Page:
Find purpose in your life!  Find that thing that lights you up and then learn how to pursue as the framework of your life.  Accept that your livelihood and your purpose may not be one in the same.  St. Paul’s “day job” was a tentmaker to support himself in his purpose of spreading the Gospel to the Gentiles.

In fact, Paul’s purpose of preaching to Gentiles was the furthest thing from his mind!  He was “a Jews of the Jews” and devout Pharisee.  He would have shuddered at the very thought of mingling with Gentiles!  Then Jesus explained it to him, and the rest is history!

My point is that you should pursue a purpose in your life best you can but be open to God’s direction.  Just keep trying to live well and do Hid will, which you can discover in the Bible.  God will handle the rest.

Here’s an analogy I like to share; We need to keep moving in our lives, because not even God can steer a car that isn’t rolling!

Are you rolling purposefully in your life?  Are you giving God something to steer, or are you just lying there waiting for your next check…in whatever form it takes?

Let us hear the conclusion of the whole matter:  Fear God and keep His commandments, for this is man’s all.  14 For God will bring every work into judgment, including every secret thing, whether good or evil.    Ecclesiastes 12:13-14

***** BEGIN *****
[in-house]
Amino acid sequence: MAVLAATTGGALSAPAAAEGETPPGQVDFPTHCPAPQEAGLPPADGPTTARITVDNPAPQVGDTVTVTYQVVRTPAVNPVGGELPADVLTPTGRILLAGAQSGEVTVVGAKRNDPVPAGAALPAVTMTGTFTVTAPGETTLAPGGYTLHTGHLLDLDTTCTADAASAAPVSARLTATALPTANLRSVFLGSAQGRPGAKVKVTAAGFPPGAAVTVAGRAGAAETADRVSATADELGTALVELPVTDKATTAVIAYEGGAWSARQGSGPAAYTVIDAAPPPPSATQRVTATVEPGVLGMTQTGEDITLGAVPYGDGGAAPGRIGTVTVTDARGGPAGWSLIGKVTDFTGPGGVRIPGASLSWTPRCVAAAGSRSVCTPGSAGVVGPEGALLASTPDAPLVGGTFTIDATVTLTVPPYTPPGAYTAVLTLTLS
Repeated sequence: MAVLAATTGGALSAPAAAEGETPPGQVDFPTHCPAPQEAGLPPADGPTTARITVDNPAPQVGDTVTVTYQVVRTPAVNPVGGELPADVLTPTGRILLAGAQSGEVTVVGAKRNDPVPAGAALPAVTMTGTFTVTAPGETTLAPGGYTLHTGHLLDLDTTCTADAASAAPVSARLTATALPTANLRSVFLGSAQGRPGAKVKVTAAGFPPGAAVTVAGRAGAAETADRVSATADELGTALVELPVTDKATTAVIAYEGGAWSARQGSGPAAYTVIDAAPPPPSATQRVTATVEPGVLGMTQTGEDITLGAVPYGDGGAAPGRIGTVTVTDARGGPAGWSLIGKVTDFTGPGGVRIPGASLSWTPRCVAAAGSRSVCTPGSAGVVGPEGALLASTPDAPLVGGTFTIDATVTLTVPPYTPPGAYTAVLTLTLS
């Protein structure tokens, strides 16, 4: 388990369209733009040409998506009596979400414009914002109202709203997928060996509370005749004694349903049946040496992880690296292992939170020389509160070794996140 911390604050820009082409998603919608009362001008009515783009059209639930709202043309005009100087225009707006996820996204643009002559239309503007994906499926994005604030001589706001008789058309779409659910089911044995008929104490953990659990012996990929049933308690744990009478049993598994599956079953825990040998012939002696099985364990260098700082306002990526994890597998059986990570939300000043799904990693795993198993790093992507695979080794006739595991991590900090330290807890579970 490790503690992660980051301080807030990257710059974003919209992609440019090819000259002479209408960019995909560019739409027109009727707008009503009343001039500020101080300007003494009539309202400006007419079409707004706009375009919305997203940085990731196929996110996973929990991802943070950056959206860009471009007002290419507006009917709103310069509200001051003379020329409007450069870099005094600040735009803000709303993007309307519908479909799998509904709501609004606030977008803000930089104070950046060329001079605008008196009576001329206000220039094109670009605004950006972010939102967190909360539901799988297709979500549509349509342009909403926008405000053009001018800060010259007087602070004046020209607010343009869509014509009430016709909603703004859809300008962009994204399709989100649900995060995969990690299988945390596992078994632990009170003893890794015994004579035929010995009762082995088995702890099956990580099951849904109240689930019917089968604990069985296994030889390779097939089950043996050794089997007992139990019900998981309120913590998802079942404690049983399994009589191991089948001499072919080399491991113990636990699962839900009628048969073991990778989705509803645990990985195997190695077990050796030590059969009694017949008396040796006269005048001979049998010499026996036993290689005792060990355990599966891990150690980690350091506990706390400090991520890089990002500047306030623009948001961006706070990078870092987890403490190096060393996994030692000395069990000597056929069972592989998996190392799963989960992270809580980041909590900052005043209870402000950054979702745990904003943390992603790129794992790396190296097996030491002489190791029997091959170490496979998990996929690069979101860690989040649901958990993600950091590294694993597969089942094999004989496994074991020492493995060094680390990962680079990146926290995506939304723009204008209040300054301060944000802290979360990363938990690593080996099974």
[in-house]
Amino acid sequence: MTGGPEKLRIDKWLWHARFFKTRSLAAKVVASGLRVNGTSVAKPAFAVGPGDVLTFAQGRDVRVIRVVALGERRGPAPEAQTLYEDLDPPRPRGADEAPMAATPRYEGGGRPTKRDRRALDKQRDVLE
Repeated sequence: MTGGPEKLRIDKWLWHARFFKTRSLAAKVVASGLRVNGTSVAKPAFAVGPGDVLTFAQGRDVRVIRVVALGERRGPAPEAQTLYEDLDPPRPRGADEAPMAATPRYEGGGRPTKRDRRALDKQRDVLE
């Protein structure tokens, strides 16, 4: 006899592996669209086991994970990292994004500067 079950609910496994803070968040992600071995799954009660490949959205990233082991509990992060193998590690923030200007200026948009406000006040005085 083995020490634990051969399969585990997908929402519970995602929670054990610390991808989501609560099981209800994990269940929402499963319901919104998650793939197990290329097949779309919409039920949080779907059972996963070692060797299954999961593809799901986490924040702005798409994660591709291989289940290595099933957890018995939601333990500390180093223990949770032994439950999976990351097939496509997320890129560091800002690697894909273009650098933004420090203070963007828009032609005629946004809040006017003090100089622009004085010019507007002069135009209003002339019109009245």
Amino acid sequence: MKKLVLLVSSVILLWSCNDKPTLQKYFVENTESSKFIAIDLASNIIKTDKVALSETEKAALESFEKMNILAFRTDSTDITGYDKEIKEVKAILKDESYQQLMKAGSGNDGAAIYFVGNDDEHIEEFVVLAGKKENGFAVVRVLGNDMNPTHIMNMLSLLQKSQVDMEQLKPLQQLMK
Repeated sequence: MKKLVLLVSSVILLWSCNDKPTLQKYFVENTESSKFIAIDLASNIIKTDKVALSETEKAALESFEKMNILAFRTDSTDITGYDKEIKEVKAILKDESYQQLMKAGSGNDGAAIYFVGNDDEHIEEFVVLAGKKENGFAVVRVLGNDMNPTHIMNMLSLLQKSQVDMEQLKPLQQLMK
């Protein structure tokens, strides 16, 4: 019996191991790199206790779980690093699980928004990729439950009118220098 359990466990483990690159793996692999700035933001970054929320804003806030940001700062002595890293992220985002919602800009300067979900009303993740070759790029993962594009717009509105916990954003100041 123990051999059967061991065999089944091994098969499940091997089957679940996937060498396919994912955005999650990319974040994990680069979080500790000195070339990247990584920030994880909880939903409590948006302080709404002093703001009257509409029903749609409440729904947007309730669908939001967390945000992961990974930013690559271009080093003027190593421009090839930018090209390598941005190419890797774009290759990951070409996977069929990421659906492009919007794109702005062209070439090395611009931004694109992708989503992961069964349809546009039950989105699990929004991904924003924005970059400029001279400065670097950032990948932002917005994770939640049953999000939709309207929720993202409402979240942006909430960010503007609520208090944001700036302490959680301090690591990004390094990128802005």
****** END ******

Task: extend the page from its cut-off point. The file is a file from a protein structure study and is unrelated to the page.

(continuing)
The Zombie Apocalypse

Sanctify them by Your truth. Your word is truth.    John 17:17

I read a fascinating opinion piece in the New York Post online; Gen Z is Made of Zombies.  Jeremy Adams, a teacher in California, shows his students several pictures at the start of each new year.  They easily identify Miley Cyrus or Kendall Jenner and other celebrities.  The give blank stares for pictures of Nancy Pelosi or Mike Pence.

Adam’s book, Hollowed Out; A Warning About America’s Next Generation (Regnery Publishing) goes into what he is finding in our Generation Z.

“We need to brace ourselves for what lies ahead. I write this book as an alarm bell . . . a project born out of worry, concern and frustration,” says Adams.  This National Teacher of the Year nominee is watching the hollowing out of an entire generation.  They are lacking everything human beings have traditionally held close for higher meaning…contentment at least.

He writes that suicide has become the second-leading cause of deaths for our youth.  Depression has sky-rocketed from 2007 to 2017.

But why?

Teachers have gone from equipping students with knowledge and the basic education needed to function in society to spending a lot of energy on understanding.  If you think about it, it’s a fool’s errand.  Honest scientists admit that even the act of observing something changes the nature of what’s being observed to try and understand it.

How can one understand an empty vessel?  How can anyone learn about the motivation of young people who have been given no motivation?  The profession once designed to give motivation now seeks to understand their failure…after having forsaken motivation!